The Internal Revenue Service (IRS) computer networks are not up to snuff and the rules outlining the federal tax collection agency’s electronic mail system is glaringly flawed. In fact, during a recent Congressional investigation committee meeting, one Congressman described the overall electronic mail system of the IRS, unbelievably deficient.
According to journalist Antone Gonsalves, members of the House Ways and Means Committee blasted IRS Commissioner, John Koskinen during an investigation meeting held in Washington D.C. The hearings are being conducted in order to pry deeper into missing electronic messages that were destroyed during a computer crash at the IRS in 2011.
“The allegations were made by Michigan Democrat, Sandy Levin, during a very contentious hearing,” said Gonsalves.
According to Miami Herald reporter, Megan McArdle, the information within these electronic mail messages were part of a bigger probe into what role Lois Lerner played in delaying the granting of tax exempt status of Republican and conservative groups. Lerner is the former director of the IRS’ Exempt Organizations, a non-partisan division within the IRS and can either green light the tax status or quash it. Unfortunately, a major hard-drive crash throughout the agency’s computer network wiped out more than two years of electronic mail messages, said McArdle. The missing e-mails are critical in order to determine if the IRS was in cahoots with the White House. Many experts are comparing the missing electronic mail messages to the infamous 18 minutes of missing taped phone messages while President Richard Nixon was in office.
“Naturally everybody is suspicious and believes this is a cover-up for destroying evidence,” said McArdle.
According to the Wall Street Journal, the lost electronic database included taxpayer information on more than 30 organizations. This data specifically included highly confidential names of donors of various causes.
Shining the light on a larger issue, Congress blamed one of the largest and most visible agencies in the United States government of incredibly poor information technology (IT) protocol. McArdle explained that former director Lerner, like all IRS computer users, used her own discretion in deciding what should be saved and what did not need to be saved. When it came to saving her outdated e-mails, she followed customary for IRS practices by saving the messages on her computer’s local hard drive rather than a larger back-up system. Once her computer crashed, it became nearly impossible to retrieve the database of electronic mail communications.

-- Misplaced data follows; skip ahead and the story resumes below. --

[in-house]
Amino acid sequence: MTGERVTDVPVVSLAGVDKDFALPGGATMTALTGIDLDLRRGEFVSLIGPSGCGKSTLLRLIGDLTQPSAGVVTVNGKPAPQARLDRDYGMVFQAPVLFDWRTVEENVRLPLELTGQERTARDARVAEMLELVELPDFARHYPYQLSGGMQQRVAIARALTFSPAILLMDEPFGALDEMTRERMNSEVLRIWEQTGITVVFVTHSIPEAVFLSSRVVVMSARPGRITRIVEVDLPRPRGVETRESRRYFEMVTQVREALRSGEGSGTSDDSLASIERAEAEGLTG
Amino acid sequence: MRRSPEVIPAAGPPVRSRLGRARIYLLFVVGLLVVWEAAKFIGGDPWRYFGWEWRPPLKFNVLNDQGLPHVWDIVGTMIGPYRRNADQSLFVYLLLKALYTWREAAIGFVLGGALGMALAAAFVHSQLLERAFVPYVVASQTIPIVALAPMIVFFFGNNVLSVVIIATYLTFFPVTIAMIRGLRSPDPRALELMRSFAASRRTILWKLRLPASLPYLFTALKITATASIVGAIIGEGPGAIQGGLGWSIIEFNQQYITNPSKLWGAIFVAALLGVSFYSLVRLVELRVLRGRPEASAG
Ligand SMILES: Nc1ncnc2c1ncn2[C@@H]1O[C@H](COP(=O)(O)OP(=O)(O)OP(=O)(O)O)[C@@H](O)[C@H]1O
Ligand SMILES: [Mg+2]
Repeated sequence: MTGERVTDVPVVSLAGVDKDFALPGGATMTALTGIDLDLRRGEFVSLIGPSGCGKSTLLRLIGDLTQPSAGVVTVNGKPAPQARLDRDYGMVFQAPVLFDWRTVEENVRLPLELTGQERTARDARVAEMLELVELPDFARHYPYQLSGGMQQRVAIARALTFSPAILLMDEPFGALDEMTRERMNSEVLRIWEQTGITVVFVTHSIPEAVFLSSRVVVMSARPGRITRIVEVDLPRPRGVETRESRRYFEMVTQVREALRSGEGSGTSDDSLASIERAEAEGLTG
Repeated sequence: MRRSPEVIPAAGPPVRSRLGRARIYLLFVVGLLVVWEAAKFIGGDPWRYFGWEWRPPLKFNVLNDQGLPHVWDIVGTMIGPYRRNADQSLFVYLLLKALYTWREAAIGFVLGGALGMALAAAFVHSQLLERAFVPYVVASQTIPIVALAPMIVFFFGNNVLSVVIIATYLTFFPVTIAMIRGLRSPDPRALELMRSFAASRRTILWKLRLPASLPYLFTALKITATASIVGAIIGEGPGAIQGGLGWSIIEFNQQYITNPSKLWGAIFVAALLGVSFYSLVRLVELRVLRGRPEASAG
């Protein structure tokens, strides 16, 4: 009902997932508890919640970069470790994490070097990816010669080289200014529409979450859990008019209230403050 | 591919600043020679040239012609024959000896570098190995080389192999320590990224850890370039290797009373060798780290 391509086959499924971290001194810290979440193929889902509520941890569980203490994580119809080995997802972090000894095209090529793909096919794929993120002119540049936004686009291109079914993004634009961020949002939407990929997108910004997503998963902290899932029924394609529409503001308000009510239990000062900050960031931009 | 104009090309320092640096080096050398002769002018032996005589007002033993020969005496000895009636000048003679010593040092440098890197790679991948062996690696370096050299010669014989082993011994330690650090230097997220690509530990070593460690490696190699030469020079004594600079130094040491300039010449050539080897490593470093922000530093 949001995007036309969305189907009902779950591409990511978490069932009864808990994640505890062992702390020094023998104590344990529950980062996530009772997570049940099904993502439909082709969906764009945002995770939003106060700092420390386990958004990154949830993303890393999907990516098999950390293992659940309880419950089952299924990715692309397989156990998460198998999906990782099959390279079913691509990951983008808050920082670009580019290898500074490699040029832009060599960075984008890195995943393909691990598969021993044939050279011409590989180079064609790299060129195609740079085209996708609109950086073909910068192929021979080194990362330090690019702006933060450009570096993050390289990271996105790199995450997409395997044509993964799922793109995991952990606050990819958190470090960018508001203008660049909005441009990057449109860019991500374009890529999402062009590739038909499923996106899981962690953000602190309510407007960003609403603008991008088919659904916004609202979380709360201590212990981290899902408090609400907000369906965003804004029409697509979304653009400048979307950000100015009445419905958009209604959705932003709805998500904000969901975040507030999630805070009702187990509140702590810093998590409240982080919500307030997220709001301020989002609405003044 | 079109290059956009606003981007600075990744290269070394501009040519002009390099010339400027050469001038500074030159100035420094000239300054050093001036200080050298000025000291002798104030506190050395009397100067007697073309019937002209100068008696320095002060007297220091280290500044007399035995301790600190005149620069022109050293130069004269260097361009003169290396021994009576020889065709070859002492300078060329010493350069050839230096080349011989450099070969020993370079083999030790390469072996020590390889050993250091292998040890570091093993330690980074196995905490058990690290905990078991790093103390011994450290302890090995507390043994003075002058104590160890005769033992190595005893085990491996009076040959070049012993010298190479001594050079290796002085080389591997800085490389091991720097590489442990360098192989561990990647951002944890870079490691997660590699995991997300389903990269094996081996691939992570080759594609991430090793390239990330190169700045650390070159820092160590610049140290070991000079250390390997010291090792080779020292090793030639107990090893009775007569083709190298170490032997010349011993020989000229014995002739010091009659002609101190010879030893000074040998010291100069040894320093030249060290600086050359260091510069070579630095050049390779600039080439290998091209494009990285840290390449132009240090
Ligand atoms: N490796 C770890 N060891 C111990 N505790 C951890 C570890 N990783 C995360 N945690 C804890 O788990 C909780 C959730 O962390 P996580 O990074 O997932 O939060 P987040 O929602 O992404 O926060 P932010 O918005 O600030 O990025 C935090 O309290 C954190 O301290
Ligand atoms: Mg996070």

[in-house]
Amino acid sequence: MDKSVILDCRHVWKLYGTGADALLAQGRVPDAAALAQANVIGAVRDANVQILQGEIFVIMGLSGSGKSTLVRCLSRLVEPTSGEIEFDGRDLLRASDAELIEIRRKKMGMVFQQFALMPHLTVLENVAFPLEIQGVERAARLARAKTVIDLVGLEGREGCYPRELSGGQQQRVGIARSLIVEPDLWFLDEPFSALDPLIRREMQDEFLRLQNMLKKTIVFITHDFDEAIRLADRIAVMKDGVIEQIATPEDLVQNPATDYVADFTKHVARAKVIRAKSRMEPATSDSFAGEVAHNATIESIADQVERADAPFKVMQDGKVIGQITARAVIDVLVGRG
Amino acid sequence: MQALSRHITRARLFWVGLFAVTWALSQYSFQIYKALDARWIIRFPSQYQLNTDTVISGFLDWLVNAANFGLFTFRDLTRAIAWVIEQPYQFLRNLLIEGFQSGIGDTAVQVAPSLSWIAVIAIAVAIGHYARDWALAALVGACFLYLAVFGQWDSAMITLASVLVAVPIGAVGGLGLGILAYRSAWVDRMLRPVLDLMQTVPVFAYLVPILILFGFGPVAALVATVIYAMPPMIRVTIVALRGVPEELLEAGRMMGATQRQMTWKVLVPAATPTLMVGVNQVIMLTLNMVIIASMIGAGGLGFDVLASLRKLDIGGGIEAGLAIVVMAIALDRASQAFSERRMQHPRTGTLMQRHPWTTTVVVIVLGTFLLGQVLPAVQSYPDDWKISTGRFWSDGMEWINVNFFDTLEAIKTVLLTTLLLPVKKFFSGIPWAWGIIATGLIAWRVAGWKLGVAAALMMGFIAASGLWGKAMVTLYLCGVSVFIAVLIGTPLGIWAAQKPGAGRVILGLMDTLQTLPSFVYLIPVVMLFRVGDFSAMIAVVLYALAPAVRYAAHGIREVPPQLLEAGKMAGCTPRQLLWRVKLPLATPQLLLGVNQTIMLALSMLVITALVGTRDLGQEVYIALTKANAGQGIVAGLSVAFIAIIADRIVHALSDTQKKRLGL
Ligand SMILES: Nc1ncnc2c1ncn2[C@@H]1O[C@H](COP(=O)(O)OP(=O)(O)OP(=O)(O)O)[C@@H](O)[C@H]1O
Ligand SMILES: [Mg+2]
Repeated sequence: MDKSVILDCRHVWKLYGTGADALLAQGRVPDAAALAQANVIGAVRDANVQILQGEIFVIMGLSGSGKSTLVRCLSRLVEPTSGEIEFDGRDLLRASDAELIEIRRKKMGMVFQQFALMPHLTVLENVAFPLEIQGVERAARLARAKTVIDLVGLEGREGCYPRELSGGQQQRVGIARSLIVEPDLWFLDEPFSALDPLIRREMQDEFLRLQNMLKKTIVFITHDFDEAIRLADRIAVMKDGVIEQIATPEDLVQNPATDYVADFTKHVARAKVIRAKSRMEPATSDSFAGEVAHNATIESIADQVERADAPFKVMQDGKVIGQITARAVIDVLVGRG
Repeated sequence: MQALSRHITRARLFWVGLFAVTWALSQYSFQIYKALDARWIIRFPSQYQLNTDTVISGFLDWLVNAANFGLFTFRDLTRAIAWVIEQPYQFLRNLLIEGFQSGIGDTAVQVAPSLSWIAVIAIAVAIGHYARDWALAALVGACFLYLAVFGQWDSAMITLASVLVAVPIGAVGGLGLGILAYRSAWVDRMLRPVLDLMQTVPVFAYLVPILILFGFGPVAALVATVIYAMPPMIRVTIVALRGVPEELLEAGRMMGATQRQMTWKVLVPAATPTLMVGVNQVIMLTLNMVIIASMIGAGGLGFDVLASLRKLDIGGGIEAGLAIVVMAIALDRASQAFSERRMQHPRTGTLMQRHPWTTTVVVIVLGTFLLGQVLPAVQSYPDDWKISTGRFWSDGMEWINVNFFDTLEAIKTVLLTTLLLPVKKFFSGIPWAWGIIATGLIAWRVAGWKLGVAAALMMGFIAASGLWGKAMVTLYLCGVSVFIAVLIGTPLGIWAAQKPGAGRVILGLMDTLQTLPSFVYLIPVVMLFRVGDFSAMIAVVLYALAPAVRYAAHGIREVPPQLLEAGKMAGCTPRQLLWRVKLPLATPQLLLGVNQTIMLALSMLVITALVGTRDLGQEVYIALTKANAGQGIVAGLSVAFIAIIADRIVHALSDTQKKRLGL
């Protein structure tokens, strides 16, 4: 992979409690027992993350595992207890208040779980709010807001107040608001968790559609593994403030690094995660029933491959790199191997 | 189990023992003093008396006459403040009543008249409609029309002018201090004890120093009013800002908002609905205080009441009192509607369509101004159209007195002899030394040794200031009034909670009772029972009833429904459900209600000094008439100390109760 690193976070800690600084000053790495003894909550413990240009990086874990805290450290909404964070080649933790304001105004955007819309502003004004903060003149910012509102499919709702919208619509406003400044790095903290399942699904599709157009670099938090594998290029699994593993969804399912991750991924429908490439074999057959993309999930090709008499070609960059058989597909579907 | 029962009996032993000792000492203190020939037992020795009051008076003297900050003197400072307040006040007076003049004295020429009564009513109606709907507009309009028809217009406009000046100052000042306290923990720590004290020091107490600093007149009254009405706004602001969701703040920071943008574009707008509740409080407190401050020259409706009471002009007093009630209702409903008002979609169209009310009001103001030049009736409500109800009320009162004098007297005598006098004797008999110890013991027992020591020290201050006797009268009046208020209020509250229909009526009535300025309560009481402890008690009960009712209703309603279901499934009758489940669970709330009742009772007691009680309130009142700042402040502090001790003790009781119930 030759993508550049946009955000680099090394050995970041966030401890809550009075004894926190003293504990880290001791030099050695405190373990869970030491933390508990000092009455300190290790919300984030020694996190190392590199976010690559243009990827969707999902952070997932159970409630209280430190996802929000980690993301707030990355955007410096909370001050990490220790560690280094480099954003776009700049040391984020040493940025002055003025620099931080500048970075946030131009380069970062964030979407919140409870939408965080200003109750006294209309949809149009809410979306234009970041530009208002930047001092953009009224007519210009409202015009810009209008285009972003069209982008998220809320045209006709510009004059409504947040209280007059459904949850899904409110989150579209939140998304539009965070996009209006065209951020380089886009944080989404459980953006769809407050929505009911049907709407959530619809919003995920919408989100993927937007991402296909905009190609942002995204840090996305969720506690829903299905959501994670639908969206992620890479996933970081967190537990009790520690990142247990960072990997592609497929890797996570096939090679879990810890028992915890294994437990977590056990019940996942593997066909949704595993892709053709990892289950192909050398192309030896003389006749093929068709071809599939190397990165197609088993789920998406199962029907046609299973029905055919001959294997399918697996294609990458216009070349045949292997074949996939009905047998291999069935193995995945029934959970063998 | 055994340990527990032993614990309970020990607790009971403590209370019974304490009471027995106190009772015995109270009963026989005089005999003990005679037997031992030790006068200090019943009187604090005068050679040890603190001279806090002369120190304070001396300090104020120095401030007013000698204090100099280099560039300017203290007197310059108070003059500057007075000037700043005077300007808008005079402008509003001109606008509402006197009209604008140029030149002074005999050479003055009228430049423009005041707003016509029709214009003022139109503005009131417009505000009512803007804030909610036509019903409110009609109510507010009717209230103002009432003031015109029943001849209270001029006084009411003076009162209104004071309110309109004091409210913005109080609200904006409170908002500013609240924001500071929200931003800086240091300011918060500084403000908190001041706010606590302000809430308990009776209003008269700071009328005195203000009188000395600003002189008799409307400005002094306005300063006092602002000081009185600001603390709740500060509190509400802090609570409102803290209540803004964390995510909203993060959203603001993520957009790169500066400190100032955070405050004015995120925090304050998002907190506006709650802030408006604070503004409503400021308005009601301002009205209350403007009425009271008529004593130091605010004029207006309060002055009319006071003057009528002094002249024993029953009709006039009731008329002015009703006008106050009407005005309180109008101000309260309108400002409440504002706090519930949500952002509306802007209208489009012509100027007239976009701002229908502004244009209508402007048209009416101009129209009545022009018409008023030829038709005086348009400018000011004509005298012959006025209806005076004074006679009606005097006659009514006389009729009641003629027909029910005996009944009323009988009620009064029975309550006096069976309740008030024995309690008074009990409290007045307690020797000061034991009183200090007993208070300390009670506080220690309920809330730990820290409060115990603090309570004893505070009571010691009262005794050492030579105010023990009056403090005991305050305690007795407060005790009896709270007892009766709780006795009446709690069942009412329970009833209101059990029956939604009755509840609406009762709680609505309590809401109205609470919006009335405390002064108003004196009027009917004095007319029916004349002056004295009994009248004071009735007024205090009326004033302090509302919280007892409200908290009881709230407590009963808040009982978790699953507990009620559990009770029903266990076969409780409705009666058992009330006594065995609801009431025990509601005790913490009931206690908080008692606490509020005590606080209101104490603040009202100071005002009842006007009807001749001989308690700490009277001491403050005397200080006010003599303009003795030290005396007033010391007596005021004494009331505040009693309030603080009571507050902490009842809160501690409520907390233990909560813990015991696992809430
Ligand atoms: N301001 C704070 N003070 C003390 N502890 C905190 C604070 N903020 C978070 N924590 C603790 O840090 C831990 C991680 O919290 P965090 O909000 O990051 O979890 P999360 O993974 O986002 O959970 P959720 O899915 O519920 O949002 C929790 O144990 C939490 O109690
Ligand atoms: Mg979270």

“It was moronic information technology policy,” said McArdle.
In addition, many experts point out that while the IRS had a budget of nearly $2 billion, this amount is not even close to industry standards for a corporate IT budget. In fact, according to a recent study by CIO Magazine, the typical large corporate entity spends just over 5 percent of revenues on information technology. With these numbers in context, the IRS’ budget should have been closer to $35 billion.
Politics aside, Gonsalves explained that the hearings are also a good lesson for corporate executives across the country. All corporate electronic communication messages should be archived in a safe, protected server location.
“You will be looked on with suspicion if you suddenly lose documents during a lawsuit or criminal investigation,” said Gonsalves.
As companies use electronic mail more and more to share thoughts, contracts, and communication chains, they are also becoming incredibly nimble at the ability to access this information rapidly. However, while top-notch corporations perform this modern IT practice daily, the IRS’ flawed electronic mail system is an obvious example of how not to run a successful business.
By Vincent Aviani